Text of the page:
29 July 1992 Fabrication of optical surfaces with low subsurface damage using a float polishing process
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The attempt to eliminate subsurface damage in polished materials is a major objective in optical and semiconductor fabrication. The level of subsurface damage in optical components is proportional to the surface scatter and related to the laser damage threshold of the optic. The float polishing process has been shown to produce surfaces with low subsurface damage on ferrite materials. We have ground samples of rough cut Corning 7940 fused silica using synthetic polycrystalline diamond. These samples were then float polished on a precision machine manufactured by Toyoda Machine Works Limited. Our surfaces were characterized using differential phase interference microscopy, total internal reflection microscopy, and scatterometry. We will describe the fabrication process and report the results of the surface and subsurface characterization.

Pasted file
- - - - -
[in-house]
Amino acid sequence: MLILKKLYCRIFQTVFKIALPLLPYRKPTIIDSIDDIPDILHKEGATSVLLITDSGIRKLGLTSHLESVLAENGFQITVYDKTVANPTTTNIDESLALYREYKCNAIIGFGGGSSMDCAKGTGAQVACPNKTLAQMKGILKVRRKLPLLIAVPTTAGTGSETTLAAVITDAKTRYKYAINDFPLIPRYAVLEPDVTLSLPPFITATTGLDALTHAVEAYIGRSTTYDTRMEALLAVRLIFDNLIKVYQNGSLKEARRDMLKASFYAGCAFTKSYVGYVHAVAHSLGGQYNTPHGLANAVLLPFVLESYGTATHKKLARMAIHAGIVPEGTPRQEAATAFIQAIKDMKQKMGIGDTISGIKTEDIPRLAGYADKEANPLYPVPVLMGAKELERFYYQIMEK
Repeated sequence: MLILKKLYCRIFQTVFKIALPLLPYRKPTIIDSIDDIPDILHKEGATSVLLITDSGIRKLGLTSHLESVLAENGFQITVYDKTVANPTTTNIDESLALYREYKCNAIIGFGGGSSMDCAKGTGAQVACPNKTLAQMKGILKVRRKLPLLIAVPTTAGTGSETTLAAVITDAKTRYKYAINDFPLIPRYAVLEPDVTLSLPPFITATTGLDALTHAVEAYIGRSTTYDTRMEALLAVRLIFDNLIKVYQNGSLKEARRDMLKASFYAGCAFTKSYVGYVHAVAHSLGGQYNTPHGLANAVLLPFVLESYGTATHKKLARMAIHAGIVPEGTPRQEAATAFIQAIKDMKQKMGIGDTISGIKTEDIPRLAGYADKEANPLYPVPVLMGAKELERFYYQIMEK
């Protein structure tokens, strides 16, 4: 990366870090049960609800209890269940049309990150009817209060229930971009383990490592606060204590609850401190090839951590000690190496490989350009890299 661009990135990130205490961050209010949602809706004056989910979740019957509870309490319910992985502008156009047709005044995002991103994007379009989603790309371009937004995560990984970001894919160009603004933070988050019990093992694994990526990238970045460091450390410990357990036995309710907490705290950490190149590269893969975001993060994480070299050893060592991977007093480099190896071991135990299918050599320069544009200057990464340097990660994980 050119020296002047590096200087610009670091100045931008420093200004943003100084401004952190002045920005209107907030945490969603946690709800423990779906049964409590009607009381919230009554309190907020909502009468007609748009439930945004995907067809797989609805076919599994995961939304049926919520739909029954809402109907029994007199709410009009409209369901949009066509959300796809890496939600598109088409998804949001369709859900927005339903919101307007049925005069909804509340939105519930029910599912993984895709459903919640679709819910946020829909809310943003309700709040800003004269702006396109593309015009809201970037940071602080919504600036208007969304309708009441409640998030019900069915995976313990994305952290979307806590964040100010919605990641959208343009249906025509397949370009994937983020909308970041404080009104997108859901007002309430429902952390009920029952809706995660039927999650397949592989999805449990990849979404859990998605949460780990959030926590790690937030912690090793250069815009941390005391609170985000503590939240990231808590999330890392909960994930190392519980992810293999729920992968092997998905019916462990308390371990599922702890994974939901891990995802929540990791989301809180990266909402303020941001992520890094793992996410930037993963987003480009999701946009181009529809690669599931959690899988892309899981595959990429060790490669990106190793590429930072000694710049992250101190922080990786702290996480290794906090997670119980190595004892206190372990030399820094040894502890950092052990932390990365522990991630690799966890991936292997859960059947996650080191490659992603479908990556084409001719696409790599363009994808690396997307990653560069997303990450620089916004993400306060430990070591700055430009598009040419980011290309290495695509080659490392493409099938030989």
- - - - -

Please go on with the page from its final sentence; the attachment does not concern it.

© (1992) COPYRIGHT Society of Photo-Optical Instrumentation Engineers (SPIE). Downloading of the abstract is permitted for personal use only.
David W. Reicher, David W. Reicher, C. F. Kranenberg, C. F. Kranenberg, R. S. Stowell, R. S. Stowell, Kenneth C. Jungling, Kenneth C. Jungling, John Robert McNeil, John Robert McNeil, "Fabrication of optical surfaces with low subsurface damage using a float polishing process", Proc. SPIE 1624, Laser-Induced Damage in Optical Materials: 1991, (29 July 1992); doi: 10.1117/12.60103; https://doi.org/10.1117/12.60103

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